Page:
Two Colorado farmers whose cantaloupes were tainted with listeria have filed a lawsuit blaming a food-safety auditor that didn't pick up safety problems and gave the farm a "superior" rating just a month before the nation's deadliest case of foodborne illness in a quarter century.
Eric and Ryan Jensen owned Jensen Farms, which sold melons connected to a 2011 listeria outbreak that killed 33 people.
The Jensens were charged last month with introducing adulterated food into interstate commerce and are expected to plead guilty Oct. 22 under a deal with federal prosecutors.
The Jensens filed a lawsuit Tuesday against PrimusLabs, a Santa Maria, Calif., food safety auditor that checked Jensen Farms in July of 2011. The PrimusLabs auditor didn't note that the Jensens' processing system posed a risk of contamination.
The Jensens, who have since filed for bankruptcy, argue that they asked the food-safety auditor about a new processing system, which removed a step of rinsing the melons with chlorinated water. According to the Jensens' lawsuit, the PrimusLabs auditor "did not warn Jensen that the new system created a hazard or a risk of contamination."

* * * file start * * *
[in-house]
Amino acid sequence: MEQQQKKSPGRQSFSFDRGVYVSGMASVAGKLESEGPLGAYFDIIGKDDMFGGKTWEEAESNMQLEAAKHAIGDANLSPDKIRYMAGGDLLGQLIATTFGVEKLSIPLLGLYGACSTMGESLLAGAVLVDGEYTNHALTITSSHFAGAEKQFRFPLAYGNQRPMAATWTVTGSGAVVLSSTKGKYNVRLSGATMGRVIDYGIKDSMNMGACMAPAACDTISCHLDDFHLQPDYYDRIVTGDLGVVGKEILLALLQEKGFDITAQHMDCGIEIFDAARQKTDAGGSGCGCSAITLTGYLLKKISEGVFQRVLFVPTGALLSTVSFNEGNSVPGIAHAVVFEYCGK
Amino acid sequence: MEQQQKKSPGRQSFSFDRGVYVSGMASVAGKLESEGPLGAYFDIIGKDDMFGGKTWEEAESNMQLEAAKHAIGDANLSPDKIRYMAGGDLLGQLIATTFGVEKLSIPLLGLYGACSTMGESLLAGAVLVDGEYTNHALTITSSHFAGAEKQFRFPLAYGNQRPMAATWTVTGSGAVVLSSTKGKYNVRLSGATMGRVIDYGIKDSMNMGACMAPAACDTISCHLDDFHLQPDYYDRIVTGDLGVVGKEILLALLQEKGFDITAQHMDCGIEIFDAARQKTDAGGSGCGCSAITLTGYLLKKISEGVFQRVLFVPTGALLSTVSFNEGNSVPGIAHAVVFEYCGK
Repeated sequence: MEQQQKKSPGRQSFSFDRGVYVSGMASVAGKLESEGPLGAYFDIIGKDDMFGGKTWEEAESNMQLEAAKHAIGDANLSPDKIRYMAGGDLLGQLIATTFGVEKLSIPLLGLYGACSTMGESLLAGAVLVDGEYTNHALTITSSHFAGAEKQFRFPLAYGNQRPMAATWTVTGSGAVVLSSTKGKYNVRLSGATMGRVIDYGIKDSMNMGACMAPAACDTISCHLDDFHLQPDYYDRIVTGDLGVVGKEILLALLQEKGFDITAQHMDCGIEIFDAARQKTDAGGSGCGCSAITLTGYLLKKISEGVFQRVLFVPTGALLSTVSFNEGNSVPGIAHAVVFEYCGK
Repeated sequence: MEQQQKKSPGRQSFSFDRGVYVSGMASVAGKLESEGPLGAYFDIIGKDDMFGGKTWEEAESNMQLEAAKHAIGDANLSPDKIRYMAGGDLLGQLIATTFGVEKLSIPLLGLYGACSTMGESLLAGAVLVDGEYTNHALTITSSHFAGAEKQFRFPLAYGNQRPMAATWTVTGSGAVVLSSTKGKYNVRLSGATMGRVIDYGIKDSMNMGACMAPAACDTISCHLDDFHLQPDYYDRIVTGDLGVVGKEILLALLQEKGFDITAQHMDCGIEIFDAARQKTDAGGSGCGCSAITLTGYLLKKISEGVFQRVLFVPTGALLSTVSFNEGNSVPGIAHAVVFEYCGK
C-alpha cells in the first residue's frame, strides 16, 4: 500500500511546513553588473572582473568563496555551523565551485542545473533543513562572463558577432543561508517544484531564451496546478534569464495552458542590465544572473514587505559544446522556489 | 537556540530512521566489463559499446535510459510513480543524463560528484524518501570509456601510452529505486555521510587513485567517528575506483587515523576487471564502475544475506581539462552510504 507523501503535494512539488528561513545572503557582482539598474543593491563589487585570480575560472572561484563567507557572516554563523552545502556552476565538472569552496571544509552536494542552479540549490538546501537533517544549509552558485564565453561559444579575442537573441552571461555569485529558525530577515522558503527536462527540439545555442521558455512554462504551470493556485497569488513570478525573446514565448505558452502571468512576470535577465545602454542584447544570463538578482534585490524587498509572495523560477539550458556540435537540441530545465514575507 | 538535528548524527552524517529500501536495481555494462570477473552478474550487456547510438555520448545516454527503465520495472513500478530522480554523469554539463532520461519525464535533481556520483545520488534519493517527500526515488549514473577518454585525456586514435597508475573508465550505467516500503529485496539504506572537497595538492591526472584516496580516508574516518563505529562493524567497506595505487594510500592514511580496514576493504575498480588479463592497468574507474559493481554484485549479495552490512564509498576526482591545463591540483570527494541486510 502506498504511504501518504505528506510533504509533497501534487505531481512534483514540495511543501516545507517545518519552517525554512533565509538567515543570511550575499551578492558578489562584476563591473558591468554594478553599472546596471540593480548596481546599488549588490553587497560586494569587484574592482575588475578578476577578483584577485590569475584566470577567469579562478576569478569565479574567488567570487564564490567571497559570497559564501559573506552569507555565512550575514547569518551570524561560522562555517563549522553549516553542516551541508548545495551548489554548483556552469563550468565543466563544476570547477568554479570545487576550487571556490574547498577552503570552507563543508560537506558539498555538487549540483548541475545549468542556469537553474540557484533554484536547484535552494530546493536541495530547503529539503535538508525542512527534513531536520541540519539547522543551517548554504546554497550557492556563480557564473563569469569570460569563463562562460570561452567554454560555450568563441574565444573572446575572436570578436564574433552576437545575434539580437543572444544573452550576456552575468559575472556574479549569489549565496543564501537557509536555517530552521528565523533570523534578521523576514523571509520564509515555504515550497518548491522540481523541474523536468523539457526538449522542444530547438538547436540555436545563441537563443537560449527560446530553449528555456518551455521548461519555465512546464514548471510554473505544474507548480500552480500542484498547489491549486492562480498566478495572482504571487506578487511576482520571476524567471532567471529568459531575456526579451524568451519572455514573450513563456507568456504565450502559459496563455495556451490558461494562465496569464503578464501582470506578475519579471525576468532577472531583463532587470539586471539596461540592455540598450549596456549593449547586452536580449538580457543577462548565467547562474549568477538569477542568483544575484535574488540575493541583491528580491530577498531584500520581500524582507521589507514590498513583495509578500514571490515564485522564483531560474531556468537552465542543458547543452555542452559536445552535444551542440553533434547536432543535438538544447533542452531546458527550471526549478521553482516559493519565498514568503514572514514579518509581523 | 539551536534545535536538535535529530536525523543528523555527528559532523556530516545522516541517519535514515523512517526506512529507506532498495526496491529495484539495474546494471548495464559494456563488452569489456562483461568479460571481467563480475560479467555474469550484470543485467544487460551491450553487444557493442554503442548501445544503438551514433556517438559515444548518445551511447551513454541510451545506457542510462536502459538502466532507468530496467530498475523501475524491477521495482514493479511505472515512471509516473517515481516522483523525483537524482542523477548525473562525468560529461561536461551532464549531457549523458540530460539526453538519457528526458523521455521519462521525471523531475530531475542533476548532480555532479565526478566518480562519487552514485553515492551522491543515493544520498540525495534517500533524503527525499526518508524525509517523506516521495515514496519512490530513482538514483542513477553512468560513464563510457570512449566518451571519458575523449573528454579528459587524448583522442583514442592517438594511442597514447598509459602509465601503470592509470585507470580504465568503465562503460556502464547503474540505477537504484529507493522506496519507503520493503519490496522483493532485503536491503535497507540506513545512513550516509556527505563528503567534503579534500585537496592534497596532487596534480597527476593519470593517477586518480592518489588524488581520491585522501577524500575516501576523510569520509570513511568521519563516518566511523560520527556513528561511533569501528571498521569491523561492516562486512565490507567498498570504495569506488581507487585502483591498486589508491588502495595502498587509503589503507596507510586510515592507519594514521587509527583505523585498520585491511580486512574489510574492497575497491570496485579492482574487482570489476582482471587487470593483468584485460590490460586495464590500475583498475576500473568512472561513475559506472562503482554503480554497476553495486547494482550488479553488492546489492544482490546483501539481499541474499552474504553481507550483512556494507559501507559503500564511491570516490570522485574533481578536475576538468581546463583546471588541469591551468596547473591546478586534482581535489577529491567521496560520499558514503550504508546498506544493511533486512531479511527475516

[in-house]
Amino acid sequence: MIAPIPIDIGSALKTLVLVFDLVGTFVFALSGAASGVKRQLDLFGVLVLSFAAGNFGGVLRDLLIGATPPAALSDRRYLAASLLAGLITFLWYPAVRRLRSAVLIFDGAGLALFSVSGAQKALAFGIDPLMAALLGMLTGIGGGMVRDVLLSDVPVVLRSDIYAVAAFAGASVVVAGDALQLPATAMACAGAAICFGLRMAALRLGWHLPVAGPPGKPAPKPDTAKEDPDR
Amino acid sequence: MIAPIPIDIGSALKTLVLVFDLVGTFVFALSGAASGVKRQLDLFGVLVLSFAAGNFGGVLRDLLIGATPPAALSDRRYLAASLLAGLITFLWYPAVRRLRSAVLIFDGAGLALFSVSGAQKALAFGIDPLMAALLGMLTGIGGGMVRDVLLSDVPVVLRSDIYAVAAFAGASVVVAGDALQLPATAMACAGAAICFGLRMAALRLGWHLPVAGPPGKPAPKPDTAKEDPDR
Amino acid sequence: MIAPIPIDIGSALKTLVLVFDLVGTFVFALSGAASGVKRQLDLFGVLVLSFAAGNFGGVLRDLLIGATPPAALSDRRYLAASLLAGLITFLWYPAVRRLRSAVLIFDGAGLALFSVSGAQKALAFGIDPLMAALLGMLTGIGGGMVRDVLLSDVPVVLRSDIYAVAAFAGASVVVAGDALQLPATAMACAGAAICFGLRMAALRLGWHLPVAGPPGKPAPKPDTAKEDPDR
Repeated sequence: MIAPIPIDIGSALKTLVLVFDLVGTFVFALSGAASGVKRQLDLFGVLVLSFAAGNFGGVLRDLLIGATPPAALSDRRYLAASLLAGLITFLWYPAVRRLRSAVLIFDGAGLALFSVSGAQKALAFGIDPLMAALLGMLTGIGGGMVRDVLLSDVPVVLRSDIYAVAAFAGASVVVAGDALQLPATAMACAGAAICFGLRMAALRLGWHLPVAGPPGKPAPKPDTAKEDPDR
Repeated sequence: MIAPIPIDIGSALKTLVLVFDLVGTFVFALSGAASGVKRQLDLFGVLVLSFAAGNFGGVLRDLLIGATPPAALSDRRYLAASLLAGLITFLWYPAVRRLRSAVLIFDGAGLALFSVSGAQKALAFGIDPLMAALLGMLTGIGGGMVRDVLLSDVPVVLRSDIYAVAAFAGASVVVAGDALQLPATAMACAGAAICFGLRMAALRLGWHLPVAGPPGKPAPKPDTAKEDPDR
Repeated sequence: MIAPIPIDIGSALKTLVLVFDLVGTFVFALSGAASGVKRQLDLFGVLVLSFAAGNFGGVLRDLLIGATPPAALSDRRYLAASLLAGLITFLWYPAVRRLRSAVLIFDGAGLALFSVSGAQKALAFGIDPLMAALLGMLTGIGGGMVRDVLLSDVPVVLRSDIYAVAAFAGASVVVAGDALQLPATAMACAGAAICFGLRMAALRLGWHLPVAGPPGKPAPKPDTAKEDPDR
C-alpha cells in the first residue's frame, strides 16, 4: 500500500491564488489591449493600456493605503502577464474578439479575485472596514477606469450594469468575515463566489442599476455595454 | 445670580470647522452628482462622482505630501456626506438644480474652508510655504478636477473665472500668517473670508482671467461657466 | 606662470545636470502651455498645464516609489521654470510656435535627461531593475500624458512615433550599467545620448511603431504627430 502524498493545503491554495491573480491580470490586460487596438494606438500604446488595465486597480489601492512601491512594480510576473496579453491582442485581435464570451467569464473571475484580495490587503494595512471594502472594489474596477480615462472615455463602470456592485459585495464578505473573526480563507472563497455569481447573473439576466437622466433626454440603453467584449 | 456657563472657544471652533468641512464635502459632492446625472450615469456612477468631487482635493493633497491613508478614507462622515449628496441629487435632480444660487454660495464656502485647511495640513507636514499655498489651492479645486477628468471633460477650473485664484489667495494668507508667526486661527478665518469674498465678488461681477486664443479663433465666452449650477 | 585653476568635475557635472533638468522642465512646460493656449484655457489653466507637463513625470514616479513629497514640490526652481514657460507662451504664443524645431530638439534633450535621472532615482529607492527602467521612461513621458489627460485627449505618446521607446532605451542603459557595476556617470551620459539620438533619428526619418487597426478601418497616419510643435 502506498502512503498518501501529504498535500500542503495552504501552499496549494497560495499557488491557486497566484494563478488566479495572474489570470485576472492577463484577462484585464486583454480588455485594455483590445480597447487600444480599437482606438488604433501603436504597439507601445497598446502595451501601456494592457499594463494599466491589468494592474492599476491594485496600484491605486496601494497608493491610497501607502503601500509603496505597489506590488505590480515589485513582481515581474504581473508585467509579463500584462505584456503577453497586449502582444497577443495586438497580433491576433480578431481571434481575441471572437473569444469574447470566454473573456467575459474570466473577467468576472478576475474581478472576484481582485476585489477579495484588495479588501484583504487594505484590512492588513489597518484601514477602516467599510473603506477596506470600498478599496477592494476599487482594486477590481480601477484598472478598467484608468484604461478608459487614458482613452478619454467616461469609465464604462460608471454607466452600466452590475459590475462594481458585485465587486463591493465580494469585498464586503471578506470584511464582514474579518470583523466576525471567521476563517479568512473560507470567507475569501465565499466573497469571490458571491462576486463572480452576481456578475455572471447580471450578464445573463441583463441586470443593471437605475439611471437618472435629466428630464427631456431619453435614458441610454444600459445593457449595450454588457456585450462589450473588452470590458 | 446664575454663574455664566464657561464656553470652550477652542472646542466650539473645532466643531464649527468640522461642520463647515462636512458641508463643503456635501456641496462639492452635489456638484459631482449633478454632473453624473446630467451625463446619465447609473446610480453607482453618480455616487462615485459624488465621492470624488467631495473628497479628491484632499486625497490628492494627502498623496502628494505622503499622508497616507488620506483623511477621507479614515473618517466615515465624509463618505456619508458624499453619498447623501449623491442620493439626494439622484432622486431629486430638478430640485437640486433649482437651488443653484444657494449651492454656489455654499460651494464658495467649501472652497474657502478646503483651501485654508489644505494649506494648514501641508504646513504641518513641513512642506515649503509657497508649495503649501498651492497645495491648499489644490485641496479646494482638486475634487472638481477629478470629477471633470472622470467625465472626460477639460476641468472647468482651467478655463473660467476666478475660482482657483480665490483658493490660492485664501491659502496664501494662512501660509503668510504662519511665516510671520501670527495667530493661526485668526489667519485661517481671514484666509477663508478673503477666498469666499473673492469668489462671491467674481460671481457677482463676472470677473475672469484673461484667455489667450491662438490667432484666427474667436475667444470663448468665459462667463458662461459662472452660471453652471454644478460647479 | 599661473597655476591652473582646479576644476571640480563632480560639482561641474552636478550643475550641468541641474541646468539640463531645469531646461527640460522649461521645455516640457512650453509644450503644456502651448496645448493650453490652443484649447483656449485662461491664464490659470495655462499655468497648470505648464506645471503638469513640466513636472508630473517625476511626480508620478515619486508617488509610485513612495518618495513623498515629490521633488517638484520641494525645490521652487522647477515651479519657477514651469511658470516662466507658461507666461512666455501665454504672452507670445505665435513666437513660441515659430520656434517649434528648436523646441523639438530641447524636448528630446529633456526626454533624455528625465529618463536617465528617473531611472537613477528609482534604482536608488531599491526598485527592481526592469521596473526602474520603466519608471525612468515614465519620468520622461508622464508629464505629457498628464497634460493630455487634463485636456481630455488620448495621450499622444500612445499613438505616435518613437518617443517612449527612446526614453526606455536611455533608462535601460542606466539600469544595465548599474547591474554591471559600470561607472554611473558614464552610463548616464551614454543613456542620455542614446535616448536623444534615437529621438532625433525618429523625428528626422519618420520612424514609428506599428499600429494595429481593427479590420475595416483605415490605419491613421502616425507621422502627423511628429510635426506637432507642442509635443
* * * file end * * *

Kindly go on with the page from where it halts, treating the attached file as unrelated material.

A call to PrimusLabs Thursday wasn't immediately returned. The Jenses are seeking unspecified damages and legal fees.
According to the FDA, conditions at Jensen Farms in southeast Colorado led to the 2011 outbreak. Federal investigators said the melons likely were contaminated in the farm's packing house because of dirty water on the floor and old, hard-to-clean equipment.
Officials said people in 28 states ate the contaminated fruit, and 147 required hospitalization.
The Jensens each faced up to six years in prison and $1.5 million in fines had they been convicted of all of the original charges against them. They are scheduled to change their not-guilty pleas on Oct. 22.
Messages left for the lawyers for the Jensens, Richard Banta and Forrest Lewis, weren't immediately returned Thursday. The PrimusLabs was filed in Prowers County, Colo.